The electoral option wouldn’t provide you with too much hope. Syriza leads against Nea Democratia (your PP, so we understand each other), by 11 points. But distant is that radicalism which publicised the leftist coalition beyond the borders of your country. The discourse has evolved from not paying the debt to recapitalising banks to revitalise (rather, resurrect) the battered Greek economy. Syriza has learned from the elections of 2012, in which the counter-campaign to which everyone else submitted to by force and neoliberal Europe, mobilised enough votes of fear to make it lose the election. Its radicalisation has led it not only to talk about recapitalising banks, also to open up to business sectors (including the Bilderberg group) and the Church, which has brought it far from little criticism. Its positions are more like those of PASOK of a few years ago (your Socialist Party, so to speak, in a total decline after its government pact with ND, with less than 5% in the polls) than its own from a couple of years ago. Sure, they would be better than those who govern now, or at least more sensitive to social problems, but can that awareness overcome the blackmail of 170% of public debt without considering the non-payment? Can you have enough room and sovereignty to reverse austerity and structural measures imposed by the Troika on the MDEs and substitutes in the form of multi-laws? Almost nobody believes it, but it can ease the climate of political repression and social defeat and breath some fresh air into social movements.
The failure of economic policies implemented by previous governments and the destruction of the social fabric have fertilised the ground for right-wing formation, Golden Dawn, has an electoral support of 7.5% according to recent polls and the majority of its members in prison for belonging to criminal gangs – all this happening after the murder of antifascist singer Pavlos Fyssas in September 2013 – after years of operating with impunity and with the collaboration, in many cases, of the police, has 60% of voters (and many militants). They also represent the crude nationalism that fuels Europe with the loss of sovereignty of the states in favour of European mechanisms, principally economic, of unelected representatives and of lack of transparency, the Europe of the markets. The principal objective of the formation, to blame the situation on the migrants, for parasatising the country. And against that objective, although not the only one, they protest in the streets. There have now been more than 200 reported attacks in Athens alone since November 2009. The magnitude of unreported attacks is unknown. Their strategy, copies by other European extreme right groups, consists in giving false help in the form of welfare, only to Greek families.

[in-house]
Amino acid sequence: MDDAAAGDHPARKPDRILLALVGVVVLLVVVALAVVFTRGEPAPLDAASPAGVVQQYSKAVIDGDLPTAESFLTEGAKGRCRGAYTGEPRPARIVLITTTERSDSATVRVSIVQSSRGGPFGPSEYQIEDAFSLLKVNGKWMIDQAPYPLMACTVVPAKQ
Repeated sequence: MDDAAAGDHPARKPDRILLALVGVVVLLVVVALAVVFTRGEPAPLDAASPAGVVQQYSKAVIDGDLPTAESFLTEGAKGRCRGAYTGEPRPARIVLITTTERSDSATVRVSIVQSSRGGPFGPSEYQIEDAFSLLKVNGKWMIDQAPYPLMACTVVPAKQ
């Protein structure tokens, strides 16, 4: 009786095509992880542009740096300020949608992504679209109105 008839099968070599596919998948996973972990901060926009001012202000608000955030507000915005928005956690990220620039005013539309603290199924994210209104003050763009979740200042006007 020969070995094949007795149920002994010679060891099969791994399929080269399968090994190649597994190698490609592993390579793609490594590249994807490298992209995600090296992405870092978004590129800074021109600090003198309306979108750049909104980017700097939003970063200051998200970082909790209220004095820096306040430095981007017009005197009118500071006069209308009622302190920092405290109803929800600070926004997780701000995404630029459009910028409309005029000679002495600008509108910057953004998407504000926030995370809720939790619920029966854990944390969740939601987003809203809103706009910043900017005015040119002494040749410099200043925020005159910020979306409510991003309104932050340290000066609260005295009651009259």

In the face of that Europe of the Markets stands another Greece, which rethinks economic relations between people, and moves away from the model of ultra-consumerism and waste. It’s the Greece of supportive and cooperative economy networks, an economy of humane dimension that has seen rapid growth and that every day is consolidating itself: they haven’t come to patch things up, but to stay. Although it extends through citizens’ assemblies born from plazas to collectively meet local needs, these self-managed structures are realising they have created a path that leads them to rethink the way we live and there is no turning back. Its principles are based on direct democracy, on horizontal and participatory decision making, and the transformation of plurality in collective intelligence. They foster creativity, communication, mutual support and sustainability.
After a year of living those experiences directly, we have been able to see how many different initiatives work: Time banks to reduce dependence on money; bazaars for the exchange of unused items; markets without intermediaries and social currencies; Self-managed Social Clinics giving basic health coverage to the excluded, and getting attention for cases that require intervention, making noise in the media; eco-communities that have decided to return to the countryside to live a simpler but freer life; cooperatives of various types and self-managed spaces; initiatives against the privatization of water that they even talk about collectivisation; citizen initiatives against the construction of a gold mine in the open air in Chalkidiki; public universities and schools for auto-managed education… And it is impossible to forget the workers of VioMe who occupied the factory after its closure and went from claiming their compensation to redirecting production towards the production of natural soaps. Today they continue to fight for their dignity and their right to work. Some of these experiences have been collected in this computer generated graph.
Events such as the Festival of Direct Democracy in Thessaloniki, the Festival of Supportive and Cooperative Economy in Athens or the CommonsFest in Crete help bring coherence and visibility to those alternatives and, little by little, create bonds between them and others beyond the Greek borders. Greece was turned into a test laboratory for neoliberalism, but that has also awakened creativity to rethink the world and relationships that are produced within it. Amid the feeling of the fall of society, hope is a more than precious commodity and that is precisely what these initiatives bring to their participants.
And, you know what? If you lived in Greece and participated in one of those initiatives, you would smile.
The data and news for this article have been extracted from the websites of the Festival for Solidarity, Cooperative and Economy, Keep Talking Greece, X-Pressed, Info Grecia, Autonomias o The City at Time of Crisis. Parts of those experiences narrated have been extracted from the blog On The Road of 15MBcn Internacional.